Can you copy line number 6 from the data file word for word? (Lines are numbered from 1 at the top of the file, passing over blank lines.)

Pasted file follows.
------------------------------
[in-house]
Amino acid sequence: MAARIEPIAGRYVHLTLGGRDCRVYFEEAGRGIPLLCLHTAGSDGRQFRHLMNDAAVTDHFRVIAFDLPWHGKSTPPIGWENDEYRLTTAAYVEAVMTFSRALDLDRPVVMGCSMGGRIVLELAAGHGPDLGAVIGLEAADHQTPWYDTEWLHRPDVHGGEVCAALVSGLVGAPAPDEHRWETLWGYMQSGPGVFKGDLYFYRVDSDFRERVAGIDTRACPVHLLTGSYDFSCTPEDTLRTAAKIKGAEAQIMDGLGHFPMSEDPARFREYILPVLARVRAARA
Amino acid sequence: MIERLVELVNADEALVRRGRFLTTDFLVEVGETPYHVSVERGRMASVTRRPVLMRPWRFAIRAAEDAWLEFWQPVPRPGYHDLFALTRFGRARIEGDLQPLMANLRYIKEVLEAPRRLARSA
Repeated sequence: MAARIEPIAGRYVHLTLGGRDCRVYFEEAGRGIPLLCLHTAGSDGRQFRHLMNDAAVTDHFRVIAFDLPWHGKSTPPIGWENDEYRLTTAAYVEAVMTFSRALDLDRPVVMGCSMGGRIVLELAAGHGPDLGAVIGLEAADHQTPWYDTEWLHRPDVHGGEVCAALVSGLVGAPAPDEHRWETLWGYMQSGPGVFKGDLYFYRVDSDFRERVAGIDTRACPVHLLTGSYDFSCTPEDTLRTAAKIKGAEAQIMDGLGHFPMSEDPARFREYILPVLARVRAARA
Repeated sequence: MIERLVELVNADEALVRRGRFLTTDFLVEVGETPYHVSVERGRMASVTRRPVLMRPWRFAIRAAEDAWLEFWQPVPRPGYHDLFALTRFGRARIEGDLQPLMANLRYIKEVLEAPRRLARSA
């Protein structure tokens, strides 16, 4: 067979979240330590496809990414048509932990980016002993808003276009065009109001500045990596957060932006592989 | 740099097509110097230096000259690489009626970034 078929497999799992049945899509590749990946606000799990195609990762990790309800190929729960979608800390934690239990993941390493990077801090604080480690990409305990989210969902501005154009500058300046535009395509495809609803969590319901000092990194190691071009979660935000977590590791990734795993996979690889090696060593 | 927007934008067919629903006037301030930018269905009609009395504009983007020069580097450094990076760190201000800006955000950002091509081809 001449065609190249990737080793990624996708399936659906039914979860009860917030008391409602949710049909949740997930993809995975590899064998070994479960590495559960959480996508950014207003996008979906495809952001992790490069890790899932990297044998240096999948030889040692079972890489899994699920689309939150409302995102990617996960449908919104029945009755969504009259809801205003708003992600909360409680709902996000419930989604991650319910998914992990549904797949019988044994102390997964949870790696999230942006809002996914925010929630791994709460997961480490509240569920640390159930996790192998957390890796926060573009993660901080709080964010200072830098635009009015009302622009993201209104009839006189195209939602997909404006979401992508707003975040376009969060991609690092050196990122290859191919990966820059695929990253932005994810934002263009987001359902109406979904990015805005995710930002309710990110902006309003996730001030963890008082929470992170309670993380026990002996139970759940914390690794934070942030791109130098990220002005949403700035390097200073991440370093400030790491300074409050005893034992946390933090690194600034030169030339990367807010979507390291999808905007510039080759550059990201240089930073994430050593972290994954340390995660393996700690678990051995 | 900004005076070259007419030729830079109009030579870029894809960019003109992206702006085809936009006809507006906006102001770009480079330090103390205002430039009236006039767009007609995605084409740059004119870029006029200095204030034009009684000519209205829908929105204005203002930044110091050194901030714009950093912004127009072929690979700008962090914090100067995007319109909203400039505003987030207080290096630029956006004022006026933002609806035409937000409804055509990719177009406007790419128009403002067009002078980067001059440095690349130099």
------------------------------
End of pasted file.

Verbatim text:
């Protein structure tokens, strides 16, 4: 067979979240330590496809990414048509932990980016002993808003276009065009109001500045990596957060932006592989 | 740099097509110097230096000259690489009626970034 078929497999799992049945899509590749990946606000799990195609990762990790309800190929729960979608800390934690239990993941390493990077801090604080480690990409305990989210969902501005154009500058300046535009395509495809609803969590319901000092990194190691071009979660935000977590590791990734795993996979690889090696060593 | 927007934008067919629903006037301030930018269905009609009395504009983007020069580097450094990076760190201000800006955000950002091509081809 001449065609190249990737080793990624996708399936659906039914979860009860917030008391409602949710049909949740997930993809995975590899064998070994479960590495559960959480996508950014207003996008979906495809952001992790490069890790899932990297044998240096999948030889040692079972890489899994699920689309939150409302995102990617996960449908919104029945009755969504009259809801205003708003992600909360409680709902996000419930989604991650319910998914992990549904797949019988044994102390997964949870790696999230942006809002996914925010929630791994709460997961480490509240569920640390159930996790192998957390890796926060573009993660901080709080964010200072830098635009009015009302622009993201209104009839006189195209939602997909404006979401992508707003975040376009969060991609690092050196990122290859191919990966820059695929990253932005994810934002263009987001359902109406979904990015805005995710930002309710990110902006309003996730001030963890008082929470992170309670993380026990002996139970759940914390690794934070942030791109130098990220002005949403700035390097200073991440370093400030790491300074409050005893034992946390933090690194600034030169030339990367807010979507390291999808905007510039080759550059990201240089930073994430050593972290994954340390995660393996700690678990051995 | 900004005076070259007419030729830079109009030579870029894809960019003109992206702006085809936009006809507006906006102001770009480079330090103390205002430039009236006039767009007609995605084409740059004119870029006029200095204030034009009684000519209205829908929105204005203002930044110091050194901030714009950093912004127009072929690979700008962090914090100067995007319109909203400039505003987030207080290096630029956006004022006026933002609806035409937000409804055509990719177009406007790419128009403002067009002078980067001059440095690349130099």